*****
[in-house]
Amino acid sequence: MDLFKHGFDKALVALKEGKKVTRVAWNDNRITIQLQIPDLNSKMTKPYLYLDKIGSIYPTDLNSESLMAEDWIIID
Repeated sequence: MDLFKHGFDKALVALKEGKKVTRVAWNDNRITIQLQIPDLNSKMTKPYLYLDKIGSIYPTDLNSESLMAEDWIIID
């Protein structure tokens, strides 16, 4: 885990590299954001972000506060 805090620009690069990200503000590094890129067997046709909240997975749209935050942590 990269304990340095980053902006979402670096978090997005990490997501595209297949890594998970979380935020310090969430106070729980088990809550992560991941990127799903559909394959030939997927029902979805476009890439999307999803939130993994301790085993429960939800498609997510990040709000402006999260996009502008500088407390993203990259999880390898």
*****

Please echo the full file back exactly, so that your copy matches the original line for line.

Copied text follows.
[in-house]
Amino acid sequence: MDLFKHGFDKALVALKEGKKVTRVAWNDNRITIQLQIPDLNSKMTKPYLYLDKIGSIYPTDLNSESLMAEDWIIID
Repeated sequence: MDLFKHGFDKALVALKEGKKVTRVAWNDNRITIQLQIPDLNSKMTKPYLYLDKIGSIYPTDLNSESLMAEDWIIID
């Protein structure tokens, strides 16, 4: 885990590299954001972000506060 805090620009690069990200503000590094890129067997046709909240997975749209935050942590 990269304990340095980053902006979402670096978090997005990490997501595209297949890594998970979380935020310090969430106070729980088990809550992560991941990127799903559909394959030939997927029902979805476009890439999307999803939130993994301790085993429960939800498609997510990040709000402006999260996009502008500088407390993203990259999880390898």